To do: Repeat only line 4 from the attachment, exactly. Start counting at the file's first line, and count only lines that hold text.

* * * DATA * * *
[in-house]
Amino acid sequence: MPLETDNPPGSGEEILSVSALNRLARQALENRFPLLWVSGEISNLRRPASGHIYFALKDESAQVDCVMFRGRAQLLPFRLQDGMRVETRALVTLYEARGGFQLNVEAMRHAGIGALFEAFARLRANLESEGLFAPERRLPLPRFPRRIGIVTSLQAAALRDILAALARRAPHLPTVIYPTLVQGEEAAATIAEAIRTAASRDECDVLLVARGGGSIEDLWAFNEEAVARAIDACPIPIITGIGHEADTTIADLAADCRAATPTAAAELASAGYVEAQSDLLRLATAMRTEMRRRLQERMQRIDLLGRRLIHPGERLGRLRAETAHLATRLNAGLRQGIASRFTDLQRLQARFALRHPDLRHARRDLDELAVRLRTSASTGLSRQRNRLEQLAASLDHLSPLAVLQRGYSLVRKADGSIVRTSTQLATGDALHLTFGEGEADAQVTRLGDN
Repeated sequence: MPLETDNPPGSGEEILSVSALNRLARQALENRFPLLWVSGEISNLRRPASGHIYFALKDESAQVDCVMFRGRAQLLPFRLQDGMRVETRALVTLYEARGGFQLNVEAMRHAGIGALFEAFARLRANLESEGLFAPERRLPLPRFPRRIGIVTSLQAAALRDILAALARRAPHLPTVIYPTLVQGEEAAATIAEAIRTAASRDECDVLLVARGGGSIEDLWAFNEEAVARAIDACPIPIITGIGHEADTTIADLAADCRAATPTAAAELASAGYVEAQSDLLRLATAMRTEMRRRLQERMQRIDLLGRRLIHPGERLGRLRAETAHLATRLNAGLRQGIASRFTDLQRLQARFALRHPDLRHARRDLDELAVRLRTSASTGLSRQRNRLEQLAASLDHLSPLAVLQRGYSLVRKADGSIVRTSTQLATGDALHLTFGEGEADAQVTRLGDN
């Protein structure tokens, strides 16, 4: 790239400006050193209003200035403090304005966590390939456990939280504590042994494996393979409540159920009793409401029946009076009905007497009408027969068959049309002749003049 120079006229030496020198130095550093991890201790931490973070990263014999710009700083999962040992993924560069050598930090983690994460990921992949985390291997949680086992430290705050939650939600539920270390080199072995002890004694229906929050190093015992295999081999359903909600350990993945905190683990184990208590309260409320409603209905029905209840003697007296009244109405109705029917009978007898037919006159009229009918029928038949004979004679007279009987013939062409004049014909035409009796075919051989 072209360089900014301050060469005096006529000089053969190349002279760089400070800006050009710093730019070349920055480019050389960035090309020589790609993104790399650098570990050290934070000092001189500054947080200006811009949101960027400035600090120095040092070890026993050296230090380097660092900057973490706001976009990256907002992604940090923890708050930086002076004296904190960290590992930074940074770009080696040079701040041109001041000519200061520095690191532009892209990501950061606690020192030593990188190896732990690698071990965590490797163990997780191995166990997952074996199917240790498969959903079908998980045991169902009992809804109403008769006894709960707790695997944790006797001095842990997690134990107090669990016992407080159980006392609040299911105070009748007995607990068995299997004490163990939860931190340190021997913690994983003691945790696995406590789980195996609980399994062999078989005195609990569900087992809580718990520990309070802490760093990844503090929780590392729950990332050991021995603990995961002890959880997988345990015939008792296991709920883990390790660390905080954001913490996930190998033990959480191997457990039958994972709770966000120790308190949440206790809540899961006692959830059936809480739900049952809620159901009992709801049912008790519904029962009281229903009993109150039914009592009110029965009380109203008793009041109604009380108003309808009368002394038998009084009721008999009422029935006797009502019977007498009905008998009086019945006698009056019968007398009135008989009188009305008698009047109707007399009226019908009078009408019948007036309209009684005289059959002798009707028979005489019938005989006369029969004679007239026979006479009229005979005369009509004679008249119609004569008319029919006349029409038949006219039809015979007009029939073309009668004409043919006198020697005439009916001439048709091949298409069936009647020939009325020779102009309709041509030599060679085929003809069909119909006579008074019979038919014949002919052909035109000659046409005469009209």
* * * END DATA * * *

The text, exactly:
């Protein structure tokens, strides 16, 4: 790239400006050193209003200035403090304005966590390939456990939280504590042994494996393979409540159920009793409401029946009076009905007497009408027969068959049309002749003049 120079006229030496020198130095550093991890201790931490973070990263014999710009700083999962040992993924560069050598930090983690994460990921992949985390291997949680086992430290705050939650939600539920270390080199072995002890004694229906929050190093015992295999081999359903909600350990993945905190683990184990208590309260409320409603209905029905209840003697007296009244109405109705029917009978007898037919006159009229009918029928038949004979004679007279009987013939062409004049014909035409009796075919051989 072209360089900014301050060469005096006529000089053969190349002279760089400070800006050009710093730019070349920055480019050389960035090309020589790609993104790399650098570990050290934070000092001189500054947080200006811009949101960027400035600090120095040092070890026993050296230090380097660092900057973490706001976009990256907002992604940090923890708050930086002076004296904190960290590992930074940074770009080696040079701040041109001041000519200061520095690191532009892209990501950061606690020192030593990188190896732990690698071990965590490797163990997780191995166990997952074996199917240790498969959903079908998980045991169902009992809804109403008769006894709960707790695997944790006797001095842990997690134990107090669990016992407080159980006392609040299911105070009748007995607990068995299997004490163990939860931190340190021997913690994983003691945790696995406590789980195996609980399994062999078989005195609990569900087992809580718990520990309070802490760093990844503090929780590392729950990332050991021995603990995961002890959880997988345990015939008792296991709920883990390790660390905080954001913490996930190998033990959480191997457990039958994972709770966000120790308190949440206790809540899961006692959830059936809480739900049952809620159901009992709801049912008790519904029962009281229903009993109150039914009592009110029965009380109203008793009041109604009380108003309808009368002394038998009084009721008999009422029935006797009502019977007498009905008998009086019945006698009056019968007398009135008989009188009305008698009047109707007399009226019908009078009408019948007036309209009684005289059959002798009707028979005489019938005989006369029969004679007239026979006479009229005979005369009509004679008249119609004569008319029919006349029409038949006219039809015979007009029939073309009668004409043919006198020697005439009916001439048709091949298409069936009647020939009325020779102009309709041509030599060679085929003809069909119909006579008074019979038919014949002919052909035109000659046409005469009209």